Constipation is an unpleasant but common affliction that can affect anyone, at any age. If you aren’t experiencing regular bowel movements, or if you’re not able to entirely empty your bowel, you may suffer from constipation. In some cases, constipation lasts only for a short time, but in other cases, long-term or chronic constipation can cause pain. Eating a diet high in dietary fiber, found commonly in whole grains, fruits and vegetables, can help reduce your risk of developing constipation.
Dietary fiber comes from the indigestible portion of plants and is minimally broken down by your body. A diet high in dietary fiber can help treat or prevent constipation by adding bulk to your stools and helping keep them softer. Dietary fiber is found in many vegetables, as well as fruits, grains, legumes and nuts. The dietary reference intake of fiber for adult men is 38 grams per day, dropping to 30 grams for those 51 and older. For adult women, the recommended intake is 25 grams of dietary fiber per day, rising to 28 and 29 grams for those pregnant or lactating and dropping to 21 grams per day for those over the age of 51.
All types of beans are rich in dietary fiber. A 1-cup serving of canned baked beans has 10.4 grams of dietary fiber per serving, while the U.S. Department of Agriculture lists boiled chickpeas as containing 12.5 grams of dietary fiber per 1-cup serving. A 1-cup serving of boiled black beans has even more dietary fiber per serving, containing a total of 15 grams.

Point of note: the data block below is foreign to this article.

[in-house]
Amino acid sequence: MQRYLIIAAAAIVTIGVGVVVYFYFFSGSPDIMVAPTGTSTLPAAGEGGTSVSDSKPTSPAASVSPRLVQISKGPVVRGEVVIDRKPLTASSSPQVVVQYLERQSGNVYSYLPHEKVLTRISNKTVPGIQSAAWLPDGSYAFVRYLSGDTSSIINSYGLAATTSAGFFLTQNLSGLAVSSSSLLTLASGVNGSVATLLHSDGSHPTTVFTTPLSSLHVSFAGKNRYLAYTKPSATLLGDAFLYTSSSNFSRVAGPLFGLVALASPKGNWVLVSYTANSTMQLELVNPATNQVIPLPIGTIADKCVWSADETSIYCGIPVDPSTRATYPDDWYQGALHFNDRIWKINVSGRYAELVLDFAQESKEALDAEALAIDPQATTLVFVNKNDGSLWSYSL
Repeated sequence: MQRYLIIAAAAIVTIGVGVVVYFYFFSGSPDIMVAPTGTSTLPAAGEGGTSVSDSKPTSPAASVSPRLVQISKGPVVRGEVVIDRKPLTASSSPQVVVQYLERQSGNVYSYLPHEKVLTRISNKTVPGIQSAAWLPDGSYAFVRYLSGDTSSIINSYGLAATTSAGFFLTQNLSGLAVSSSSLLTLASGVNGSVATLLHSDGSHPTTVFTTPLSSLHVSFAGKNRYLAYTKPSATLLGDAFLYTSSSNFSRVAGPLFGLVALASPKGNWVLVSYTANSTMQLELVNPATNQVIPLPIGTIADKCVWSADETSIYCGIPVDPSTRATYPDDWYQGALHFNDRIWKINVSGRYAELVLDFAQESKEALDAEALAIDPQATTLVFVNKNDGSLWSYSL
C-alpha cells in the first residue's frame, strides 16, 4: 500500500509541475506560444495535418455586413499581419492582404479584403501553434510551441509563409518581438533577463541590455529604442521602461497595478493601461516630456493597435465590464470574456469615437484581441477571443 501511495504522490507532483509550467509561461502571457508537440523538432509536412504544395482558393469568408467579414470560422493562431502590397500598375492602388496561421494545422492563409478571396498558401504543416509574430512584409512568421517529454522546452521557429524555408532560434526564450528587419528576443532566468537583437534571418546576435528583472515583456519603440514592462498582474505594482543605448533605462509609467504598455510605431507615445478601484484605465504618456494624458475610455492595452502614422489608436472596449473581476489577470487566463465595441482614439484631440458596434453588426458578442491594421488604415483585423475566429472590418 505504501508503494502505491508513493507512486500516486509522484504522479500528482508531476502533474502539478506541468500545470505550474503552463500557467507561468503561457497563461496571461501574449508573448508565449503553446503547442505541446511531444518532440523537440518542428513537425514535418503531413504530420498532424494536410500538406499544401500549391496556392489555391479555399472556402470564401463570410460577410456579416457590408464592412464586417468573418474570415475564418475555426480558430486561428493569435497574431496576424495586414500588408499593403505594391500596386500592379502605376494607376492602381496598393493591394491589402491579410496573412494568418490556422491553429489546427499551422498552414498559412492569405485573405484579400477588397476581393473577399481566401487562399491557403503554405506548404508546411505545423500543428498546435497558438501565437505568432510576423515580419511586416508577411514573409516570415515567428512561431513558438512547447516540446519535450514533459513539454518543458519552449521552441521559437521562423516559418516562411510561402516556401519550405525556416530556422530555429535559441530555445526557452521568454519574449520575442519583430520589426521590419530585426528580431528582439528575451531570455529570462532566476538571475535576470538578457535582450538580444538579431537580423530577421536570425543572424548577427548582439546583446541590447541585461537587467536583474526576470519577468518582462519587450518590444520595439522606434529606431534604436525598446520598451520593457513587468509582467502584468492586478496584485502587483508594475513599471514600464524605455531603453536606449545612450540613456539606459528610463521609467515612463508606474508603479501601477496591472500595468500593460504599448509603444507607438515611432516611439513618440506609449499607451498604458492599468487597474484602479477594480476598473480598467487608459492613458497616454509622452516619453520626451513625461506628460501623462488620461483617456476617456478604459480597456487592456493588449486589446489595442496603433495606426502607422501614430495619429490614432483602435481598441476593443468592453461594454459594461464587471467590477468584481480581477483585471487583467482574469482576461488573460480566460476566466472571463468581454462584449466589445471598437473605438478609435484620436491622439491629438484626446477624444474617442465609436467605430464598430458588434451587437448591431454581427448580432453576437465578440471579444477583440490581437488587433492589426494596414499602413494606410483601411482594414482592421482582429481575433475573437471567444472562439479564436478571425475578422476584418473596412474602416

Broccoli is rich in dietary fiber, too. A 1-cup serving of boiled broccoli has 5.1 grams of dietary fiber. A versatile vegetable to cook, broccoli lends itself well to baking, boiling, steaming or roasting. An equally sized serving of cooked broccoli vs. the raw version will have more dietary fiber per serving. A 1-cup serving of raw broccoli only has 2.4 grams of dietary fiber per serving.
Cabbage is high in dietary fiber, although different types of cabbage contain different quantities of dietary fiber. Cooked green cabbage has the lowest amount of dietary fiber per serving, with only 2.8 grams of dietary fiber per 1-cup serving. In turn, cooked red cabbage has 3.9 grams of dietary fiber per serving, while cooked savoy cabbage has 4.1 grams of dietary fiber for the same sized portion. Raw cabbage -- for all three types -- contains less dietary fiber per serving than cooked cabbage does.
- U.S. Department of Agriculture: Broccoli, Cooked
- Children's Healthcare of Atlanta: Foods to Treat Constipation
- Colorado State University: Dietary Fiber
- U.S. Department of Agriculture: Chickpeas, Cooked
- U.S. Department of Agriculture: Beans, Black, Cooked
- U.S. Department of Agriculture: Broccoli, Raw
- U.S. Department of Agriculture: Cabbage, Cooked
- U.S. Department of Agriculture: Cabbage, Red, Cooked
- U.S. Department of Agriculture: Cabbage, Savoy, Cooked